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I think the main reason is limiting the device area resp. (depletion) volume (STI is also called Box Isolation Technique). Leakage current through a blocked junction (at least its generation current part) is proportional to the depleted volume.
STI only improves leakage relative to predecessor isolation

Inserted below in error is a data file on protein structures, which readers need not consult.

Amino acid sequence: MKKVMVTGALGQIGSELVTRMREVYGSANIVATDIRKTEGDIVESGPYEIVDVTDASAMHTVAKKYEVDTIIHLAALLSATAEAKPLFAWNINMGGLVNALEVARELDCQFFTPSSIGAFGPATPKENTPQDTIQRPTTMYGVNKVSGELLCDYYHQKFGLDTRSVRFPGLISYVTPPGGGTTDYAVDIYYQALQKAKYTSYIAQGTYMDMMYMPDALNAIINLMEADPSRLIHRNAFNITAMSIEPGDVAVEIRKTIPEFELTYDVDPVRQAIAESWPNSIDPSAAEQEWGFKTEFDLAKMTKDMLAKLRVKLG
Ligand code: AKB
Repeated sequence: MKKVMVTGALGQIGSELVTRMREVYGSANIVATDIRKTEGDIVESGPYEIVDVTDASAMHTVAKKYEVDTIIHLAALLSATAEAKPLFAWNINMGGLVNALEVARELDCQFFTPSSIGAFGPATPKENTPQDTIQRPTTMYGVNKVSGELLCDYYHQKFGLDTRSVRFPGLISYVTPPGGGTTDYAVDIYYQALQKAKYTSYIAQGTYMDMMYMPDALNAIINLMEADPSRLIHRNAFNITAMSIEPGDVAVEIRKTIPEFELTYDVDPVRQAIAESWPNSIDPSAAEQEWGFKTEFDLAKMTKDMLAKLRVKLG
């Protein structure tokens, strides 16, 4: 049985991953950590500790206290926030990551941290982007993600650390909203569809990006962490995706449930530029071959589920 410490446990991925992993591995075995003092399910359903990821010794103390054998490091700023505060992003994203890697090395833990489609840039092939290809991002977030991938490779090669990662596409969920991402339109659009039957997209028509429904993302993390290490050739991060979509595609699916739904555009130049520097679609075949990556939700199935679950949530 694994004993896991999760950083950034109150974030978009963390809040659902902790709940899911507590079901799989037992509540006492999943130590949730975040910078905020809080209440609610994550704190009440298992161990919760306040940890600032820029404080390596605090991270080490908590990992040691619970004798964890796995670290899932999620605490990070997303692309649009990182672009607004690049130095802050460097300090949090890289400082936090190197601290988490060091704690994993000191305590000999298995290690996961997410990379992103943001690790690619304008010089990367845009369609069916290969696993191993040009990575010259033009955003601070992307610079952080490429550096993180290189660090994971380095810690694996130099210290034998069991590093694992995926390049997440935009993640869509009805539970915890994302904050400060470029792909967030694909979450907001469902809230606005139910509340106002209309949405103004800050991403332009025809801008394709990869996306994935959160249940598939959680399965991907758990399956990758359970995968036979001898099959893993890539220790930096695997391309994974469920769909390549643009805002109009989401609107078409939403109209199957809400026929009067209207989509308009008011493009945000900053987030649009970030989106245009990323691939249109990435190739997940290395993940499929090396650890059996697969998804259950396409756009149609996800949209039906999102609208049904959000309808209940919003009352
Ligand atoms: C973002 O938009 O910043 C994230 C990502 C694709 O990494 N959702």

techniques such as LOCOS. There the large-ish "bird's beak"
(region of tapering oxide thickness, with low quality oxide)
creates a small soft parasitic FET with less than ideal gate
authority over the surface below.
STI makes this more abrupt and can be (not necessarily,
is) a thinner oxide and better quality. However STI also
can add local strain more than LOCOS did. Simply going
STI is not enough, you'd have to engineer the unit process
to get the oxide suitably benign. Which was also true of
LOCOS in the day (edge and/or field implants to keep it
out of the picture electrically).